Open Journal of Philosophy
Vol.05 No.06(2015), Article ID:58643,13 pages

Mind-Body Problem: Does Complexity Exist Objectively?

Bernard Korzeniewski

Faculty of Biochemistry, Biophysics and Biotechnology, Jagiellonian University, Krakow, Poland


Copyright © 2015 by author and Scientific Research Publishing Inc.

This work is licensed under the Creative Commons Attribution International License (CC BY).

Received 6 June 2015; accepted 3 August 2015; published 6 August 2015


Complexity and related phenomena exist as at least as “objective” and primary aspects/elements of the world as matter, space, and time. On the other hand, space, time, and matter become more and more subjective in modern physics. Complexity causes “something new” to emerge at the level of the whole complex system, which is not present at the level of the elements of this system and cannot be fully reduced to the interactions between these elements. This fact concerns both simple systems, such as atoms composed of a nucleus and electrons or (macro)molecules composed of atoms, as well as very complex systems such as living individuals built of (macro)molecules, organelles, cells, and organs, and conscious brains composed of networks of neurons. In other words, the dynamic complexity consisting of a special concrete spatiotemporal organisation of matter/ energy is as real as space, time, and matter themselves. Therefore, one can speak about the “objective” existence of such a “subjective” phenomenon as (self-)consciousness. The last phenomenon constitutes an aspect, epiphenomenon, or “by-product” of the functional complexity of the (part of the) neural network in the human brain. (Self-)consciousness is equivalent to a certain kind of such complexity and must emerge as a necessary aspect of an appropriately organised dynamic neural network. Therefore, for instance, zombies cannot exist or are even nonsensical. Each dynamic state of the neural network underling self-consciousness is univocally related to one psychic state, and inversely. It is postulated that the mind-body problem can be explained/resolved by a special kind of complexity, which consists of recurrent self-reference, directing on itself the “cognitive centre” in the neural network in the human brain.


Self-Consciousness, Life, System Complexity, Human Brain, Conceptual Network

1. Introduction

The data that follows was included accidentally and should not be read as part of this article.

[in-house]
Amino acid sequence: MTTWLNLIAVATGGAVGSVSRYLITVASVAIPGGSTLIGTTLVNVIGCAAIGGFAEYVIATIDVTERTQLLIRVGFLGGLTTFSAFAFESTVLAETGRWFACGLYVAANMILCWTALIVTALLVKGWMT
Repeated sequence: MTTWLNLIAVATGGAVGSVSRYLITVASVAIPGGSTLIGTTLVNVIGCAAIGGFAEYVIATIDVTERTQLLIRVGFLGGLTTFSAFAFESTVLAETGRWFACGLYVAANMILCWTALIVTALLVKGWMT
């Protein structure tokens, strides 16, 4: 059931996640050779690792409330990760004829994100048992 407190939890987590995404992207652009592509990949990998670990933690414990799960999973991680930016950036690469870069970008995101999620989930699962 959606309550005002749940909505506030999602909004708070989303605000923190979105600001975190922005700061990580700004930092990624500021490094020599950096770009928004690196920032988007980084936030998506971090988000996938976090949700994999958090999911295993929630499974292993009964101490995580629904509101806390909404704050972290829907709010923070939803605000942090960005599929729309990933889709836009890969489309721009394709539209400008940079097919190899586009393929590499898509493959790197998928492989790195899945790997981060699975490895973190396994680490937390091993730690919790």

The general structure and function of the human brain originated in the process of biological evolution. This concerns, among others, the manner of integration and organisation of the complex of stimuli reaching, from the surroundings, receptors (sensory organs) into spatial (this concerns especially Euclidean three-dimensional space), temporal (with a clearly expressed arrow of time pointing from past to future), and causal relations. The brain has also predispositions to separate discrete objects from the more or less continuous distribution of excitation of light-sensitive cells in the plane of the retina by photons of various wavelengths of electromagnetic radiation (corresponding to various colours) and different concentrations (corresponding to different lightness). The purpose of appropriate brain functioning was to maximise the fitness of our ancestors, that is, to increase their chances of survival and reproduction. Therefore, the human brain and mind were shaped for the effective hunting of mammoths and avoiding predators, and not to serve the development of science and philosophy. People are not universal cognitive machines. In addition, the biological substance of the brain and the basis of its action (in particular neurons of determined structure and function) have an influence on our fundamental categories in which we perceive the world. Therefore, the picture of the world formed in our neural network, and therefore in our psyche, is on no account a perfect representation of the “objective” “facts”/aspects/properties of this world (things in themselves, noumena), if such “facts”/aspects/properties exist at all (in the absolute way) or have any sense (Korzeniewski, 2013b, 2015) .